Environmental Protection Agency Administrator Scott Pruitt, whose passion for dismantling Obama-era climate change policy was only equaled by his inability to escape controversy, resigned Thursday.
In his resignation letter, Pruitt said while he was honored to serve President Donald Trump, whom he praised with an almost religious zeal, “the unrelenting attacks on me personally, my family, are unprecedented and have taken a sizable toll on all of us.”
In a tweet posted Thursday afternoon, President Donald Trump said, “I have accepted the resignation of Scott Pruitt as the Administrator of the Environmental Protection Agency. Within the Agency Scott has done an outstanding job, and I will always be thankful to him for this.”
Pruitt's replacement, as of Monday, will be Andrew Wheeler, who was confirmed by the Senate as the EPA’s deputy administrator in April.
Prior to his confirmation he worked as a lobbyist for the coal giant Murray Energy. He is also a former chief of staff to Sen. James Inhofe, R-Okla, one of Capitol Hill’s most outspoken climate change deniers.
Of Wheeler, Trump said, “I have no doubt that Andy will continue on with our great and lasting EPA agenda. We have made tremendous progress and the future of the EPA is very bright!”
Pruitt was a lightning rod for climate scientists and environmentalists long before Trump tapped him to lead the EPA. As Oklahoma’s attorney general, he filed a number of lawsuits challenging Obama administration policies and the authority of the agency he’d eventually be chosen to lead.
Over the course of his 17 months in office, he rolled back or completely scrapped the cornerstones of the previous administration’s environmental and climate-change related policies including the Clean Power Plan and Clean Water Rule as well as eliminating rules and regulations for oil and natural gas companies.
Pruitt’s resignation came as he faced more than a dozen federal investigations by, among others, the EPA’s Office of Inspector General, the U.S. Office of Special Counsel and the House Oversight and Government Reform Committee.
Since the Senate confirmed him in February 2017, Pruitt has repeatedly found himself in trouble over his spending of taxpayer money for expensive office retrofits, travel and security, allegations that he used government resources for his own and his wife’s personal gain, and his close relationships with lobbyists and the chieftains of many of the industries he was tasked to regulate.
Among the revelations that ultimately doomed him were news stories detailing how he paid just $50 for each night he spent at the Capitol Hill condo owned by Vicki Hart, whose husband, J. Steven Hart, was chairman of lobbying firm Williams & Jensen, how he spent $43,000 for a soundproof booth for his office, and $3.5 million on a round-the-clock security force.
The Government Accountability Office later ruled that the soundproof booth expenditure was illegal, because the EPA did not notify Congress that it would exceed a $5,000 cap on furnishing officials’ offices.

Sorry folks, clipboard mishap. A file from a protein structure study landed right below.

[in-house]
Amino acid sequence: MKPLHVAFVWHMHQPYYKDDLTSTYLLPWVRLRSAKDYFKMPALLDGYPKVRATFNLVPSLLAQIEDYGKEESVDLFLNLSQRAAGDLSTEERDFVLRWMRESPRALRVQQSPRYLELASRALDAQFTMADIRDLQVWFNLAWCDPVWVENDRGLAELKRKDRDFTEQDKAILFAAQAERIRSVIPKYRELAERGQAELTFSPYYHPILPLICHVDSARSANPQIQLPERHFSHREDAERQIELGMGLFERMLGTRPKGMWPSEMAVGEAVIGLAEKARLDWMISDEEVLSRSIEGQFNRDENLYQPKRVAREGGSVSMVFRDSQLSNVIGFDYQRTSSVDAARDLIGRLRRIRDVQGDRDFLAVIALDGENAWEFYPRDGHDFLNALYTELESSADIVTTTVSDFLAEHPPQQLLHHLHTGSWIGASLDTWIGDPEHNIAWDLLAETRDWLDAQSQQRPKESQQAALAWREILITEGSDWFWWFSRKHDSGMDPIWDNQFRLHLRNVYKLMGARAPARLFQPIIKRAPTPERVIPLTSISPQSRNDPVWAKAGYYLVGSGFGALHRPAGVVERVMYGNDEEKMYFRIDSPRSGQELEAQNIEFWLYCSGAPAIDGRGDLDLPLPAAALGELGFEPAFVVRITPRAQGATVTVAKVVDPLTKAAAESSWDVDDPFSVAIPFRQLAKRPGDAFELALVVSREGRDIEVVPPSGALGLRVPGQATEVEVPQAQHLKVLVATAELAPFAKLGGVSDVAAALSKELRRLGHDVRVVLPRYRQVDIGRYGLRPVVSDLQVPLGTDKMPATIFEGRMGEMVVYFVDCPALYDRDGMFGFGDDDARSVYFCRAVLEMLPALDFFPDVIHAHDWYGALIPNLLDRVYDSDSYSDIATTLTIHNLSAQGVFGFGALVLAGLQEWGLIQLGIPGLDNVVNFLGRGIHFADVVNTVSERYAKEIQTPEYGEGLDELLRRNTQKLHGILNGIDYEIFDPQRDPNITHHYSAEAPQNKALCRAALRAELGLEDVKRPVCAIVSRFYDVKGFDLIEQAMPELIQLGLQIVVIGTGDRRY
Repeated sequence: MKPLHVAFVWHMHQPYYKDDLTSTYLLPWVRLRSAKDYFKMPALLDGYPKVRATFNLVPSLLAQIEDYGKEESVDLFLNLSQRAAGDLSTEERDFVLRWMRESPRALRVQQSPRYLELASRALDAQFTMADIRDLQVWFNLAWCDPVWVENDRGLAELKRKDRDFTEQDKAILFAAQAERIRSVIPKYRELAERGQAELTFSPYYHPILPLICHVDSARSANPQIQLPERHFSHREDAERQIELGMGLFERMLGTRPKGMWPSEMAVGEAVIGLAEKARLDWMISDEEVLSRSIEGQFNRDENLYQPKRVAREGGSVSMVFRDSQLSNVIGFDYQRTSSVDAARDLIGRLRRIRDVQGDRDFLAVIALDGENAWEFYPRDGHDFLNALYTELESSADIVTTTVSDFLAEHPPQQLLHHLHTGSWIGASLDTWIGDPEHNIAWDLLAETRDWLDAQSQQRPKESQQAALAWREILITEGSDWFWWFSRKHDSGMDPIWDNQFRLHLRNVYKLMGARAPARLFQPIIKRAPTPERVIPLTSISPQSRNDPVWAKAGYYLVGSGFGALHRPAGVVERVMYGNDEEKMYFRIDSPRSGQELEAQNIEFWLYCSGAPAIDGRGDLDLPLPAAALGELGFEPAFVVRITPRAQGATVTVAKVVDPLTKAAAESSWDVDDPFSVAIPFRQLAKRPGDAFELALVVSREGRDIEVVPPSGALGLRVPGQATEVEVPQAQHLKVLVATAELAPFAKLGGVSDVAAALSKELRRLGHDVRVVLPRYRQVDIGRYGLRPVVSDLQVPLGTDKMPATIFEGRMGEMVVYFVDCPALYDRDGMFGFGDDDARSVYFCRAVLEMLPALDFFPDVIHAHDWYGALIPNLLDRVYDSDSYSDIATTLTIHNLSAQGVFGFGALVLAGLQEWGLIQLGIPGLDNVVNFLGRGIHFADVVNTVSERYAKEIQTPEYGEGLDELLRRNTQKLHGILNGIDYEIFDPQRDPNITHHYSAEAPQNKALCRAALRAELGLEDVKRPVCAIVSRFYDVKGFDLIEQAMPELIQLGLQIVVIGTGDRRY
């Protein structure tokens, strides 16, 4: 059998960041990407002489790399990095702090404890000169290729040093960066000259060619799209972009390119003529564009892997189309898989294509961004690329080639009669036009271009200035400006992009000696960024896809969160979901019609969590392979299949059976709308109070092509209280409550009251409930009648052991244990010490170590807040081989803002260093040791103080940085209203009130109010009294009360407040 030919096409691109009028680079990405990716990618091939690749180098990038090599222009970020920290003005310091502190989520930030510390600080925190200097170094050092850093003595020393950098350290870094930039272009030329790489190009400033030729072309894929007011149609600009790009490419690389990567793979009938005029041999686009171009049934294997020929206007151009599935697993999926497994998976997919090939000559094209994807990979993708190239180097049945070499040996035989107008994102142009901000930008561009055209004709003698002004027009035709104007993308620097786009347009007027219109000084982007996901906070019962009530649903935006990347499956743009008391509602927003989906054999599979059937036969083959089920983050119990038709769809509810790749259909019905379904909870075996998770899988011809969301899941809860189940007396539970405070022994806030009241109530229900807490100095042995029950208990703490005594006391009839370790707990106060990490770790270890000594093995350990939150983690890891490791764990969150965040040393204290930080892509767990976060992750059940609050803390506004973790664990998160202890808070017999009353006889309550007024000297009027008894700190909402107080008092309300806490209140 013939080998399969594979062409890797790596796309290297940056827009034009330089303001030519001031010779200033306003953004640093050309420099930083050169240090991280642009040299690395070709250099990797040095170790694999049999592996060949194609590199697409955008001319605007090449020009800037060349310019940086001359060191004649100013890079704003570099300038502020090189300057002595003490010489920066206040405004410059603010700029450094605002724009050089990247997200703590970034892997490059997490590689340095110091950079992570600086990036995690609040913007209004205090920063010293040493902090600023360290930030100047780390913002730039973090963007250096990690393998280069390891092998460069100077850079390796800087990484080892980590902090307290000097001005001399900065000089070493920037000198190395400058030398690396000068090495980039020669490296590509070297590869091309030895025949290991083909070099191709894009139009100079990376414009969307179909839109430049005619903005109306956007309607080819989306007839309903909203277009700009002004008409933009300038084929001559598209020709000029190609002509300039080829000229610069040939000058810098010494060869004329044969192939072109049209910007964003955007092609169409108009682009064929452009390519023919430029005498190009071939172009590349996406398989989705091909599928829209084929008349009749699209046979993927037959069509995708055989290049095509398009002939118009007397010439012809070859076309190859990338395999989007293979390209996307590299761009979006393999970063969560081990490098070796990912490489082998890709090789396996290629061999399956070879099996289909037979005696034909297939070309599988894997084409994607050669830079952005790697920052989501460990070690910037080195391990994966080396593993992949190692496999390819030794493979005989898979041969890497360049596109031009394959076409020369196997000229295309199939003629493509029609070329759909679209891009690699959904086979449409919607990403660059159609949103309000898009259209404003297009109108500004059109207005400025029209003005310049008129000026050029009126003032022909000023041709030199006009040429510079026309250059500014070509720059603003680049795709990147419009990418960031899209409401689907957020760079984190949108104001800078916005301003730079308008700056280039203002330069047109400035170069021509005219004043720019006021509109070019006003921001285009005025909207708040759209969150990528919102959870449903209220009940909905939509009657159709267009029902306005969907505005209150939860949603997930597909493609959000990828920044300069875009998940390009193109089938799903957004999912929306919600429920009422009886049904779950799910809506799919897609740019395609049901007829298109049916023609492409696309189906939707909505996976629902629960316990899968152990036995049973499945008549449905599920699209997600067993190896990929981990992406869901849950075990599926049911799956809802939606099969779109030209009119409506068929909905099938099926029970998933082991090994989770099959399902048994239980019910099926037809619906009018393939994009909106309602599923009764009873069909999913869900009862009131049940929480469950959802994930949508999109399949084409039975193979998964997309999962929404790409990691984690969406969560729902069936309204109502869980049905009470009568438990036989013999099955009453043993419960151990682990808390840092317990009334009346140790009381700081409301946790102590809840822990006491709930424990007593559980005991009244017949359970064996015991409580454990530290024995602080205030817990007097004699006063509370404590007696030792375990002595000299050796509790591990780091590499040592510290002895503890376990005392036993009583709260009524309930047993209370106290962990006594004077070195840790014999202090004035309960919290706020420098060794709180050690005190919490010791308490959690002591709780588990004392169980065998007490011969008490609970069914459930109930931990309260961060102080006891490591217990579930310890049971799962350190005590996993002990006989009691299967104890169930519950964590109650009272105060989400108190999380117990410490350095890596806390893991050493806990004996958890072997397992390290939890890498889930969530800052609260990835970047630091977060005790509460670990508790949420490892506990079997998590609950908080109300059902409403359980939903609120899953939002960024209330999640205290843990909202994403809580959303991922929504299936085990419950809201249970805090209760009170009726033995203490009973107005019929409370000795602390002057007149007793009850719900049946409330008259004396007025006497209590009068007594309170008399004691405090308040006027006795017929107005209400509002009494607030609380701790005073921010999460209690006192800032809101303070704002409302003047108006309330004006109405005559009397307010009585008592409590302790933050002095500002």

He later got into hot water for giving big raises to two top aides after the White House refused to allow it.
Pruitt told lawmakers in April that he knew about the raises, but did not know his chief of staff would go around the White House to implement them.
The parade of scandals continued unabated throughout the spring, and included allegations that he used his EPA staff and security detail to run personal errands including finding jobs for his wife, buying him snacks, and tracking down a pricey skin lotion he wanted from a Ritz-Carlton hotel.
Throughout, the White House stood by its EPA chief, defending him as an effective advocate for the president’s policies, but earlier this week came the first indication that Trump was wavering in his support.
Speaking with reporters on Tuesday, Deputy White House Press Secretary Hogan Gidley said “the president feels as though Scott Pruitt has done a really good job with deregulating the government, to allow for a thriving economy, that’s important to him, but these things matter to the president as well, and he’s looking into those.”
Predictably, reaction to Pruitt's departure came quickly.
Sen. Bernie Sanders, I-Vt., said in a statement, “Scott Pruitt was the worst EPA administrator in the history of the agency. Not only has he acted, time and time again, in an unethical manner, but he has led the agency in exactly the wrong direction.
“Instead of protecting our environment and combating climate change, he has worked to protect the interests of the fossil fuel industry and polluters all over the country. His resignation is a positive step forward for our country,” Sanders said.
On Twitter, Sen. Patty Murray, D-Wash., said “After so many ethical violations, it took far too long for Scott Pruitt to leave the EPA. Still, his ouster is welcome news for anyone who likes clean air, clean water and leaders more interested in public health rather than the bottom line of massive corporations and special interests.”
Photo: A protester carries an anti-Scott Pruitt poster at a 2017 Resist Trump Rally in New York City. (Photo via Wikipedia Commons)